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Internet genius creates Radio Disney version of Slipknot's Wait And Bleed

Slipknot
(Image credit: Slipknot)

Even though we know the odd hard-rocking toddler exists in the world, as a general rule, the music that us grown ups enjoy – such as Slipknot – doesn't always sit too well with the kiddies. Seriously, have you seen Corey Taylor's new mask? That thing causes nightmares. But for the metal parents out there who haven't been able to listen to their favourite songs around their young ones for some time, some good news: we think we've just found the perfect solution.

Introducing Radio Disney Slipknot – a sonic amalgamation created by internet genius Andy Rehfeldt, who actually released it on YouTube a while back where it was swiftly blocked. Since then, another user has uploaded the cover, meaning we've finally been able to get our paws on it. 

Within the video, Corey Taylor and co. appear to be performing their 2000 floor-filling metal anthem Wait And Bleed on stage at the London Arena in 2002, playing in their usual menacing fashion, but coming out of Taylor's mouth is a voice that certainly is not his own – it's light, chipper, and sounds like the vocal equivalent of a sunny day. The instrumentation, too, has been replaced by the sound of jolly, surfer-style pop, calling to mind the happy-go-lucky optimism of The Beach Boys.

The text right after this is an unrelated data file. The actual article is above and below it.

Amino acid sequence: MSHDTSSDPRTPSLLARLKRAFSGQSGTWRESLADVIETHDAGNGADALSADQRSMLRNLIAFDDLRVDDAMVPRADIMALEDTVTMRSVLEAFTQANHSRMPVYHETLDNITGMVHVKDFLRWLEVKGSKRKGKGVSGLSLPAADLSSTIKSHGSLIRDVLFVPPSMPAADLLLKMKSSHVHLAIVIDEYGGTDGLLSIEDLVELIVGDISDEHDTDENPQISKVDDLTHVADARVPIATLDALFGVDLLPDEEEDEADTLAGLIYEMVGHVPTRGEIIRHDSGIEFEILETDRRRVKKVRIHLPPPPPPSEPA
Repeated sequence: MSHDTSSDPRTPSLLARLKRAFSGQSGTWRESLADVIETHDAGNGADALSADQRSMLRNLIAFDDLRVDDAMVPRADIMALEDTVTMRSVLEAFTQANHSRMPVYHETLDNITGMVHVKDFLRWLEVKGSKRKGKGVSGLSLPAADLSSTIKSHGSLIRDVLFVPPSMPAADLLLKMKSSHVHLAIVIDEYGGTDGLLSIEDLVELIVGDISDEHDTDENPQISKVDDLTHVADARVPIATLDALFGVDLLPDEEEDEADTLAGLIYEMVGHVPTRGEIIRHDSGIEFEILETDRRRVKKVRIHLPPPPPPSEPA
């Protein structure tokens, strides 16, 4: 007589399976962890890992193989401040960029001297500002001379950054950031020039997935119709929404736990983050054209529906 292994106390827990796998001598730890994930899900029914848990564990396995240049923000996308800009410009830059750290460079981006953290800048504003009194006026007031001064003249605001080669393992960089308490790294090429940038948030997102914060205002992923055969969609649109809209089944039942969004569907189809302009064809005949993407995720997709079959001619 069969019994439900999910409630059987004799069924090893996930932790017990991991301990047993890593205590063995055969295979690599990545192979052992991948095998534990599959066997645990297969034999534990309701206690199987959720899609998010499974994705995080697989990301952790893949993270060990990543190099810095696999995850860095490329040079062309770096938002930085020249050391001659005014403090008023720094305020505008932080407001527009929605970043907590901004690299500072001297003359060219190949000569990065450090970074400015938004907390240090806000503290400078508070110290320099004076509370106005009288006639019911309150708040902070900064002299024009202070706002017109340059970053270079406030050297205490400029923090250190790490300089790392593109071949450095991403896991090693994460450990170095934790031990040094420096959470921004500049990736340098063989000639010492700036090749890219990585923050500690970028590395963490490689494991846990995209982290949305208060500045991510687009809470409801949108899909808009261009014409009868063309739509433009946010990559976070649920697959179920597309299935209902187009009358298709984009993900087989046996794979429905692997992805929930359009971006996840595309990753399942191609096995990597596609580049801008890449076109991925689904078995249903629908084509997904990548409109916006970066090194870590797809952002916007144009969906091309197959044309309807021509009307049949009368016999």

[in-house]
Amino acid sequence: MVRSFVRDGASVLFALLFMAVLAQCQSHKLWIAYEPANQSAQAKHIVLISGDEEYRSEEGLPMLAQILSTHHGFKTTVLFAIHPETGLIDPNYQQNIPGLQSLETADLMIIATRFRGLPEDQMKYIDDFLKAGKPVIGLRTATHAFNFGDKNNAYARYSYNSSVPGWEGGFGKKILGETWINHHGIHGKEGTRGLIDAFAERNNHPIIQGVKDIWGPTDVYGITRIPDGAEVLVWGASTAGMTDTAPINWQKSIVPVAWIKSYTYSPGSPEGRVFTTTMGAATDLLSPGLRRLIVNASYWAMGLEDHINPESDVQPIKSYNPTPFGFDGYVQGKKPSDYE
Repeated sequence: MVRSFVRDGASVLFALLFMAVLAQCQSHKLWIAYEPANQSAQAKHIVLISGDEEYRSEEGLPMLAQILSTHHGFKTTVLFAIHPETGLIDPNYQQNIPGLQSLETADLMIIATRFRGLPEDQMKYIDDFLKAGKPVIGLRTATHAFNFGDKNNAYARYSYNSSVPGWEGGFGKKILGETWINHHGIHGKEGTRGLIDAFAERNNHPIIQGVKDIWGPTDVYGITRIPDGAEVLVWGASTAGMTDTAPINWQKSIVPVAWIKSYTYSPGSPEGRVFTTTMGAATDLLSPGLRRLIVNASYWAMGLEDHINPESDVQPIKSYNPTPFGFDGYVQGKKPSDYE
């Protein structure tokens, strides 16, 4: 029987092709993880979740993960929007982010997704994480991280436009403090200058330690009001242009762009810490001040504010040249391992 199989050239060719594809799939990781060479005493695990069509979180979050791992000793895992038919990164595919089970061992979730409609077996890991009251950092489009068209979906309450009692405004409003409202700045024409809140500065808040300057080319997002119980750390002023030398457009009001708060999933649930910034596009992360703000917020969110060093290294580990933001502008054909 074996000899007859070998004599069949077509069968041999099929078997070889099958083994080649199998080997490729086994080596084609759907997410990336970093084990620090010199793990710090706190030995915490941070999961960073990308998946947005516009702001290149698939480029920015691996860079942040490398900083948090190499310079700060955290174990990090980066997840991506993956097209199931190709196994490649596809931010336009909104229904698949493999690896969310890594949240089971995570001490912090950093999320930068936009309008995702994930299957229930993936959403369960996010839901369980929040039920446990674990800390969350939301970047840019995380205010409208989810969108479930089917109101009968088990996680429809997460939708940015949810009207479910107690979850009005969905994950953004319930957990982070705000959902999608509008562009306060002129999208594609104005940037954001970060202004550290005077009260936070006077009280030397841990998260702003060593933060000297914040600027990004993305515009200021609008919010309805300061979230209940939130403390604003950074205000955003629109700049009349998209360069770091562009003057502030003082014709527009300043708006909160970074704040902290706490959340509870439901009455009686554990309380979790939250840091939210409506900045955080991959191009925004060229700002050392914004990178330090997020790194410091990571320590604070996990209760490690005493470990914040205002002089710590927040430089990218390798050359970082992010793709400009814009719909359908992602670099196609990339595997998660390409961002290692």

There's also something incredibly satisfying about hearing Taylor demand, "Get your fucking hands in the fucking air!", while sounding like a potty-mouthed children's television presenter.

So whether you're looking to get your fill of Slipknot in a child-friendly home, or simply, fancy a quick pick-me-up, check out the cover below:

Liz Scarlett
Liz Scarlett

Liz works on keeping the Louder sites up to date with the latest news from the world of rock and metal. Prior to joining Louder as a full time staff writer, she completed a Diploma with the National Council for the Training of Journalists and received a First Class Honours Degree in Popular Music Journalism. She enjoys writing about anything from neo-glam rock to stoner, doom and progressive metal, and loves celebrating women in music. '10 bands that rip off Black Sabbath but get away with it' is her favourite article she's written with Louder so far. When not writing, Liz enjoys various creative endeavours such as graphic design, as well as reading about rock’n’roll history, art and magic.